Adenovirus-mediated expression of human LCAT resulted in a 2.4-fold further increase of HDL cholesterol levels in apoAI-transgenic mice 6 days after intravenous injection of the recombinant LCAT adenovirus (Figure 1⇑). In contrast, human LCAT gene transfer did not induce a significant increase of HDL cholesterol levels in C57BL/6 mice or in transgenic mice expressing the apoAI/apoAII chimera (Figure 1⇑). Whereas HDL cholesterol levels in mice expressing human apoAI or the apoAI/apoAII chimera were similar before human LCAT gene transfer, HDL cholesterol levels were 2.8-fold higher in apoAI-transgenic mice than in mice expressing the apoAI/apoAII chimera after LCAT gene transfer (Figure 1⇑). Human LCAT gene transfer into apoAI-transgenic mice resulted in a 2.5-fold increase of non-HDL cholesterol levels, whereas non-HDL cholesterol levels in C57BL/6 mice or in transgenic mice expressing the apoAI/apoAII chimera were not affected by human LCAT gene transfer (Figure 1⇑).
Figure 3⇓ shows that at day 0, plasma levels of apoAI in the 2 groups of 8 apoAI transgenic mice were very similar: 220±11 and 200±9.8 mg/dL. At day 6, plasma levels of apoAI were very similar in the group that did not receive the human LCAT adenovirus, whereas plasma levels of apoAI in mice treated with the LCAT adenovirus were increased to 420±30 mg/dL. Human LCAT gene transfer did not alter plasma levels of the apoAI/apoAII chimera (Figure 3⇓ and Table 1⇓). Northern blotting showed that human LCAT gene transfer in apoAI-transgenic mice did not result in an increase of human apoAI mRNA levels (data not shown).
Endogenous Apolipoprotein Production and Clearance
The plasma clearance of radiolabeled apolipoproteins was analyzed in transgenic mice before and after human LCAT gene transfer. The apolipoprotein steady-state plasma concentration (Css), the FCR, the plasma clearance rate (Clp), and the endogenous PR of apoAI and of the apoAI/apoAII chimera were very similar (Table 1⇑). Human LCAT gene transfer did decrease the FCR of apoAI but not that of the apoAI/apoAII chimera (Table 1⇑). Human LCAT gene transfer also resulted in an increased endogenous PR of apoAI but not of the apoAI/apoAII chimera (Table 1⇑).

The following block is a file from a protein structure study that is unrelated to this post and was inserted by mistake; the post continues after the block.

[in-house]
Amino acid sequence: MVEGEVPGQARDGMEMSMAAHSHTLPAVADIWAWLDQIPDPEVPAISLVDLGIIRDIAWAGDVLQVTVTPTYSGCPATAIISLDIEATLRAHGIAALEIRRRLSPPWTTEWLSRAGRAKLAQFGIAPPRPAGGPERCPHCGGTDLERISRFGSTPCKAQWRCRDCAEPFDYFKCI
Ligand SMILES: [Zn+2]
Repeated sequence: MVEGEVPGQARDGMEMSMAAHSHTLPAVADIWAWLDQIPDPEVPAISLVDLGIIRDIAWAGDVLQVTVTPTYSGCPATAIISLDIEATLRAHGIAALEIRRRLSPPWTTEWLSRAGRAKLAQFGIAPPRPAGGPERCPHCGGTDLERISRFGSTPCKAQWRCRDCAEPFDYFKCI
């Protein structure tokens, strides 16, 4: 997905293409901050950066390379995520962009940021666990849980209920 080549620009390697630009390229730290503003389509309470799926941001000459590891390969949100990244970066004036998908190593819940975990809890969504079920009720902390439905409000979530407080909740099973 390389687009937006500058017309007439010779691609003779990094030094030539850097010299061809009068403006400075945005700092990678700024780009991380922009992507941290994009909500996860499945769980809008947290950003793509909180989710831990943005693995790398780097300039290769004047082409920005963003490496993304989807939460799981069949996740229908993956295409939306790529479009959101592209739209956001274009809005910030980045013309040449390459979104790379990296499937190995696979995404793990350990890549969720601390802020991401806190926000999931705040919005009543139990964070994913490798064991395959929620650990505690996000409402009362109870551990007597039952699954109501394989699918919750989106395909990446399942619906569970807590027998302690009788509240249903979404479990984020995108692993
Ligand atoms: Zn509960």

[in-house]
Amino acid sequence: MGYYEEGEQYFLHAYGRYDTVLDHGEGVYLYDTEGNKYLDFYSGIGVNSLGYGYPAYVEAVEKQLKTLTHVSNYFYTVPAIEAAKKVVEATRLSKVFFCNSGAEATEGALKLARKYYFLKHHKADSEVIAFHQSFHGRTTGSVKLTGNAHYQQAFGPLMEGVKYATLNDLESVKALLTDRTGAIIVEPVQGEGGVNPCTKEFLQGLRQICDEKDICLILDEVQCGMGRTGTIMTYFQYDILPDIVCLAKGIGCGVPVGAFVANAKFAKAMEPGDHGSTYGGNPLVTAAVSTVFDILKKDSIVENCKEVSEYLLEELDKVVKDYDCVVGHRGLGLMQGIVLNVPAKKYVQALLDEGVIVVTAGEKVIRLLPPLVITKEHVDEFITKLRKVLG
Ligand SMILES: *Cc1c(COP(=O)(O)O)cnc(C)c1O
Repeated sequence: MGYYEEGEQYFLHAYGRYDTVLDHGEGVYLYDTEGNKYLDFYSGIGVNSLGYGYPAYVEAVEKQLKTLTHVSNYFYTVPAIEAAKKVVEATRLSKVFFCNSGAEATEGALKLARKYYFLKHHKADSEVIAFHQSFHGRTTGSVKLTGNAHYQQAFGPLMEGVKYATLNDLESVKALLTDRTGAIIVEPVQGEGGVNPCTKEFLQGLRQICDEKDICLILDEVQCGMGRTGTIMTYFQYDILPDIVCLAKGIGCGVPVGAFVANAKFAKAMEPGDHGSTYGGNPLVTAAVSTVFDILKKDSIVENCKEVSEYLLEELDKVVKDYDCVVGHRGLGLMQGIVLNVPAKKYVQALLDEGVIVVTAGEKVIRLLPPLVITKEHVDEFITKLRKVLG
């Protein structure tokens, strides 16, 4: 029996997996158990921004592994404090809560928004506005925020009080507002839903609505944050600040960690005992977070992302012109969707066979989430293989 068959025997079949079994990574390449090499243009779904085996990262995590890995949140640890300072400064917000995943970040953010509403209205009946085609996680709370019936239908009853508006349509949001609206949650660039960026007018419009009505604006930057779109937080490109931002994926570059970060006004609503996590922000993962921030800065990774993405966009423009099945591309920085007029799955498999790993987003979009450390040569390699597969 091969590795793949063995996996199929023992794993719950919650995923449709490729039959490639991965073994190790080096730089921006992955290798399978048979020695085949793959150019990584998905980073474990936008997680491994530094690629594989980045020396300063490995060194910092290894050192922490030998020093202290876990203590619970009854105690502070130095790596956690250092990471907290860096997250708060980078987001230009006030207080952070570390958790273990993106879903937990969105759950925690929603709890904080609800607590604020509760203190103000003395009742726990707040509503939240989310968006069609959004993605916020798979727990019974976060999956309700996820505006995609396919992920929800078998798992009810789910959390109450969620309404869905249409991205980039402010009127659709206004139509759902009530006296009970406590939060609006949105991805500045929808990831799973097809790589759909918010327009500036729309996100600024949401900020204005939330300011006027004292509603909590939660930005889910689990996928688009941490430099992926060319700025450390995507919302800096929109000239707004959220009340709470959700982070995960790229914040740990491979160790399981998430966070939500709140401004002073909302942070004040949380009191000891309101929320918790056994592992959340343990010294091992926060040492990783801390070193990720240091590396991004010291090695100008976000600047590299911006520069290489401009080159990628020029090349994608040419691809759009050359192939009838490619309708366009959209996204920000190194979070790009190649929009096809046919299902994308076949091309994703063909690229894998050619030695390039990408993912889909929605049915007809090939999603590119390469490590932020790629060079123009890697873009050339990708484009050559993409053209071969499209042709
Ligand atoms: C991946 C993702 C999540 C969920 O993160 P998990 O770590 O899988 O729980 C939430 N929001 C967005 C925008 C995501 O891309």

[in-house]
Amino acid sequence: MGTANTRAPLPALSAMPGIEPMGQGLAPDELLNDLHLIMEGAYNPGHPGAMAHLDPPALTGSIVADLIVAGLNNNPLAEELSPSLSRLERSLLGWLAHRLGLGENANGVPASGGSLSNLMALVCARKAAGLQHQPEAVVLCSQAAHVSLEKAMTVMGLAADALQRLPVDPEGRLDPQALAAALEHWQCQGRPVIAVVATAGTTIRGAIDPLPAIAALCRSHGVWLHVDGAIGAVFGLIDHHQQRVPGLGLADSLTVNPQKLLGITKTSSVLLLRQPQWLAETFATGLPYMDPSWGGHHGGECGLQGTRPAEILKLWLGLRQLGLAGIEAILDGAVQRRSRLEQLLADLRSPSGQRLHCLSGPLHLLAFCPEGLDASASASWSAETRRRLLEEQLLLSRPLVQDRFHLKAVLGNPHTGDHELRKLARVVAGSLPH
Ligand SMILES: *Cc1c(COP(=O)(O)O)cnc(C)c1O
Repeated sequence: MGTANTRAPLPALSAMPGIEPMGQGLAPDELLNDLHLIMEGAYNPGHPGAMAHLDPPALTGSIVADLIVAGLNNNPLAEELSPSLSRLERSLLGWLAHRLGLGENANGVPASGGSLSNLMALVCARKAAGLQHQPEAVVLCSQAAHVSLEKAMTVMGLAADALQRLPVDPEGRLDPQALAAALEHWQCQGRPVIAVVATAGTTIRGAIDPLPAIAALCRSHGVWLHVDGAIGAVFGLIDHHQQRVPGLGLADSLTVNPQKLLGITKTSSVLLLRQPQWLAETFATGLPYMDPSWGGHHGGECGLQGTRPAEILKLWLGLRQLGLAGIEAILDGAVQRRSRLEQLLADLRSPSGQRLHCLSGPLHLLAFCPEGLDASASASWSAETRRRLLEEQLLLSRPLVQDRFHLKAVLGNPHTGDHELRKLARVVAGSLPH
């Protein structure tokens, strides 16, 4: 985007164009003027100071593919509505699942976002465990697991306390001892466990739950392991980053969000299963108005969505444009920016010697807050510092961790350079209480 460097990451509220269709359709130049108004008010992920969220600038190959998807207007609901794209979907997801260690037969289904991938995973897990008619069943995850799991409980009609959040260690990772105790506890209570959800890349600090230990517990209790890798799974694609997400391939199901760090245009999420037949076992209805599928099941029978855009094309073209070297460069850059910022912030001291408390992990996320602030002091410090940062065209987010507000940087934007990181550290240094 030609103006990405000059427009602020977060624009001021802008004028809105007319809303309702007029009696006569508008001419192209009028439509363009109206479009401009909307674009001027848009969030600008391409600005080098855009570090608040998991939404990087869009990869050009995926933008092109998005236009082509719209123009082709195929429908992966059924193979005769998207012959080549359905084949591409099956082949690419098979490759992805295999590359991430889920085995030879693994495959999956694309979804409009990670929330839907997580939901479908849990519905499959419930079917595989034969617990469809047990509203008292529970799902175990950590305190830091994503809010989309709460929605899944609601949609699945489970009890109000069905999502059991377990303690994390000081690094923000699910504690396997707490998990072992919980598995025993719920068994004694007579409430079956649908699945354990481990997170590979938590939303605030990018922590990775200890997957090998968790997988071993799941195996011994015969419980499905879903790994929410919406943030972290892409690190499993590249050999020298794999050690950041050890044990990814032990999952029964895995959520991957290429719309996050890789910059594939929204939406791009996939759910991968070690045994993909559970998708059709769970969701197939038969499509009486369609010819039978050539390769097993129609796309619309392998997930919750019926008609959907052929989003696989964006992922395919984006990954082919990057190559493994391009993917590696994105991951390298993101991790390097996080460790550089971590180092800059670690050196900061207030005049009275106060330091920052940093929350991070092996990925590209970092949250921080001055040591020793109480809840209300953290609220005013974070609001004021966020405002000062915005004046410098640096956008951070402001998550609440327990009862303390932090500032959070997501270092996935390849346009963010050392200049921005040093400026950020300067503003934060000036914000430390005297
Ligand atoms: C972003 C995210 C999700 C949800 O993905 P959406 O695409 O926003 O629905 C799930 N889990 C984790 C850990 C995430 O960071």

Lipoprotein Association of ApoAI and of the ApoAI/ApoAI Chimera Before and After Human LCAT Gene Transfer
Figure 4⇓ illustrates the distribution of apoAI and of the apoAI/apoAII chimera in HDL fractions isolated by gel filtration from the plasma of transgenic mice expressing apoAI or the apoAI/apoAII chimera before and after LCAT gene transfer. More than 85% of apoAI and of the apoAI/apoAII chimera were recovered in HDL fractions (Table 2⇓). As previously demonstrated,17 HDL particles of apoAI-transgenic mice were polydisperse, with major populations of particles with diameters of 8.4, 9.2, and 9.6 nm, respectively, thus corresponding to humanlike HDL3. Nondenaturing polyacrylamide gel electrophoresis revealed a similar pattern of HDL in transgenic mice expressing the apoAI/apoAII chimera. Human LCAT gene transfer into apoAI-transgenic mice resulted in a shift to larger HDL particles, with sizes ranging between 11 and 13 nm, thus corresponding to humanlike HDL2. In contrast, human LCAT gene transfer into transgenic mice expressing the apoAI/apoAII chimera did not affect the size of the HDL particles. Whereas human LCAT gene transfer into apoAI-transgenic mice thus resulted in a shift from HDL3 to HDL2, in agreement with the enhanced LCAT activity and HDL cholesterol esterification, HDL particles in LCAT adenovirus–treated apoAI/apoAII-transgenic mice migrated primarily as HDL3. In addition, human LCAT gene transfer into apoAI-transgenic mice resulted in a 2-fold increase of small, dense HDL (Table 2⇓). In contrast, human LCAT gene transfer into transgenic mice expressing the apoAI/apoAII chimera did not result in an increase of small, dense HDL (Table 2⇓).